5. ramyeon from different brands, all spicy
  6. pepperidge farm chessmen
  7. eggs, a lot of eggs, just a lot of eggs

i confess that i can be pretty rotten at physical self-care. as a type 2 diabetic, i shouldn’t be eating a lot of things — namely, sugar or anything that turns to sugar quickly in my body. for a few months after my diagnosis this february, i did fairly well at following my restrictions, resentfully, yes, but following them for the most part, cheating a little here and there but generally being pretty good. my fasting glucose levels came down; my headaches went away; and trader joe’s started making a lot of money off me buying boxes and boxes of their nut bars.

i went to iceland in june, though, hiked a shit-ton and ate whatever the hell i wanted and suffered zero consequences for it because we were constantly on the move, scrambling up and down waterfalls, running across glaciers, hiking, hiking, hiking. i got back to california itching to leave again, to travel more, to get back out into the world, away from a city and state that unfortunately bore me and feel like a cage, and i couldn’t get myself to get back to those restrictions, not when food was the one comfort i had.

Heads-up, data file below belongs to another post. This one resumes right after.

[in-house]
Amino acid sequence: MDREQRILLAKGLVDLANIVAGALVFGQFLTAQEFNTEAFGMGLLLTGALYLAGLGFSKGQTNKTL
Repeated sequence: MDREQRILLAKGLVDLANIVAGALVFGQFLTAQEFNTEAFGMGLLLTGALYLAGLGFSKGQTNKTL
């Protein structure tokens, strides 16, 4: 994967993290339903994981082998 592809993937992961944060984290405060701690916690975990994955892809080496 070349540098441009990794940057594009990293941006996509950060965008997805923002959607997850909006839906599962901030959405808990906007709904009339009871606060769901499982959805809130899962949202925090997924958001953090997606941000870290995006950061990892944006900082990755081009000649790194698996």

the thing with my body, though, is that it feels the crappy eating, and it hits back. it makes me suffer. i feel like shit all the time, and my head starts pounding, and i feel sluggish, lethargic, even less focused than i already am on my good days — and i have an attention disorder. my stomach goes haywire, and my blood sugar spikes and plummets haphazardly, and, as my body continues to rail at me, i rage at it in my head.